Frequenters of a public place or building are under an obligation to exercise ordinary care for their own safety.[20] While assumption of risk is not a defense under the *50 safe-place statute, contributory negligence is.[21] So a fan in the stands, hit by a foul ball, for "failing to take any precaution for her own safety," has been held by this court to be "at least as negligent as the defendants [baseball club and stadium owner]."[22] Where a pedestrian walked on a street under construction with "full knowledge of this fact," and there was "an alternate route," this court held that "the negligence of the plaintiff [who fell] was at least equal to or greater than that of the defendant [construction company] as a matter of law."[23] When a plaintiff, injured after crawling through a window to get into a locked room, "had other alternative courses of action which were open to him and which were more reasonable and more safe," this court upheld a trial court holding that plaintiff's negligence was "equal to that of the defendant as a matter of law."[24] Where a plaintiff shopper walked over a length of wire fencing on the floor, "[a]lthough the plaintiff easily could have walked around it, he chose to walk over the wire, tripped on it and fell," this court held as a matter of law that plaintiff's negligence was equal to that of defendant store owner.[25] In the case before us, *51 where the plaintiff selected from among three exit routes the one in which pedestrian and vehicular traffic were commingled, and where he failed to keep a proper lookout for vehicles passing to his right while he proceeded along the route, his negligence in both respects combined was at least equal to that of the racetrack operator who built and maintained the road involved. Setting aside the jury apportionment is required, and the cause is remanded for a new trial on the issue of negligence only.

Award of damages.

The jury awarded damages in the amount of $35,000. This sum did not include an award of $2,777.01 for wages lost and medical expenses set by the trial court and not challenged on this appeal. This is not the more usual high-speed automobile accident with multiple injuries. The plaintiff was walking alongside the road with automobiles and trailers passing him and without looking back to see who was approaching or how close to his line of walking they were moving. The defendant driver testified he was driving five miles an hour as his automobile came abreast of plaintiff and just before the wider trailer caught plaintiff and pulled him to the ground. Apparently the wheel of the trailer went over plaintiff's foot and he sustained a fractured ankle. For the sole injury of a fractured ankle, an award of $35,000 would be excessive, as defendants-appellants argue this award to be. However, something more than a typical ankle fracture is here involved. As the trial court stated, "this sum [$35,000] includes past pain, suffering and *52 disability, and future pain, suffering and disability and reduced earning capacity." The plaintiff testified to daily pain and disability, particularly during the working day. As the trial court noted, on motions after verdict, "...the defendant's own doctor, Dr. James Regan, admitted there was nothing that medical science could do to correct the condition, and the plaintiff would have to live with the pain." At the time of trial the plaintiff was thirty-one years of age and had a life expectancy of 40.1 years, according to the United States Department of Health, Education and Welfare mortality table. This court has stated that "... unless the record discloses a substantial reason for reversing the trial court's determination that the damage question should not be retried, we should not do so."[26] We find no such substantial reason here and affirm the trial court holding, on motions after verdict, that "the sum of $35,000 awarded by the jury is not unreasonable taking into consideration the nature of the injury, and the effect that such injuries are calculated to have on the plaintiff during his future life of some forty-plus years."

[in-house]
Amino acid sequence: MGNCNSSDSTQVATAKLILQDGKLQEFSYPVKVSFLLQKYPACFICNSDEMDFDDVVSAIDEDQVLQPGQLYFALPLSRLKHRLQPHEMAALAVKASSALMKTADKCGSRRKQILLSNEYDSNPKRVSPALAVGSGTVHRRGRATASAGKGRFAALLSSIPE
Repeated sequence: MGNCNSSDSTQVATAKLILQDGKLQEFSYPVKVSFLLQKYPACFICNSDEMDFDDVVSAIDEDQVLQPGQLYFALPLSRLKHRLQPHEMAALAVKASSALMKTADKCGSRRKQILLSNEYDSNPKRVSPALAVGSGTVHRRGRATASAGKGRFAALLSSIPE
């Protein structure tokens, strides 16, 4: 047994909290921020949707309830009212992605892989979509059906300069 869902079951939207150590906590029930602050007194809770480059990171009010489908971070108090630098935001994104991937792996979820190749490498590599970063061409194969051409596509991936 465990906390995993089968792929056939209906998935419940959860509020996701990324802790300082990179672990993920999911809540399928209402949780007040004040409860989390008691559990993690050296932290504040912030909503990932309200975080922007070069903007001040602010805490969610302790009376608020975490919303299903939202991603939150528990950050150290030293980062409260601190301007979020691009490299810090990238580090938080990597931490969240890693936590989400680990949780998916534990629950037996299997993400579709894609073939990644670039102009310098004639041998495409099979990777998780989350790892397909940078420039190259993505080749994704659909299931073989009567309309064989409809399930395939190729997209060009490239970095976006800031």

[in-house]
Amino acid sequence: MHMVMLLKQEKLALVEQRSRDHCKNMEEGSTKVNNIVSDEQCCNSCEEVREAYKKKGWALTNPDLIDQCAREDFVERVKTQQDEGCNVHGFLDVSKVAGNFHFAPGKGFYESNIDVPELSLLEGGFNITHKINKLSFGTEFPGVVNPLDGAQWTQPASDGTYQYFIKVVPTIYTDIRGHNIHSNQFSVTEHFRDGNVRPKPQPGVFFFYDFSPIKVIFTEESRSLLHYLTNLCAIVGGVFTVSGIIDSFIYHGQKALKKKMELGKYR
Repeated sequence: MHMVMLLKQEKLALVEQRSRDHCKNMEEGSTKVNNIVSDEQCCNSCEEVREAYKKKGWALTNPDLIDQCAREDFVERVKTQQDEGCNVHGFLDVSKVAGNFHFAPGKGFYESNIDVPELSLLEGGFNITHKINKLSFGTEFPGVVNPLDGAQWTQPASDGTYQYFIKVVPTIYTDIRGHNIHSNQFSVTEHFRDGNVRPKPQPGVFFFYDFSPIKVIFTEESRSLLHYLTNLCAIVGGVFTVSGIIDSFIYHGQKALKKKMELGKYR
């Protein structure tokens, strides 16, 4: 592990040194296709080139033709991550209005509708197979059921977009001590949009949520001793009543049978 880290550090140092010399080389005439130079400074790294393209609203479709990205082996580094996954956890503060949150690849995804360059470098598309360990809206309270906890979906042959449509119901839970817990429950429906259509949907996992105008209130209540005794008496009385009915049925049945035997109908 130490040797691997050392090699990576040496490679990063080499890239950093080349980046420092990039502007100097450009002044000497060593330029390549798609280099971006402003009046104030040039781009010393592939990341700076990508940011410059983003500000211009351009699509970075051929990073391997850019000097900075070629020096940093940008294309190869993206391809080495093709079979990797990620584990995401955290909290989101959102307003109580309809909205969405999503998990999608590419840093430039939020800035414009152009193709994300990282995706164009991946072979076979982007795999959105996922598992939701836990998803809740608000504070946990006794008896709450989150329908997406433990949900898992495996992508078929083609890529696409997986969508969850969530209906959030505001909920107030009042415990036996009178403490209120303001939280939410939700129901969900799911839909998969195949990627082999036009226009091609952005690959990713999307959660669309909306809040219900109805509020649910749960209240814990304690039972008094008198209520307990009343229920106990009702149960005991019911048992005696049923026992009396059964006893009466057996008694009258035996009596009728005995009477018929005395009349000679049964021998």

By the Court.Judgment affirmed in part; reversed in part and cause remanded for a new trial on the issue of negligence only.

WILKIE, J. (concurring).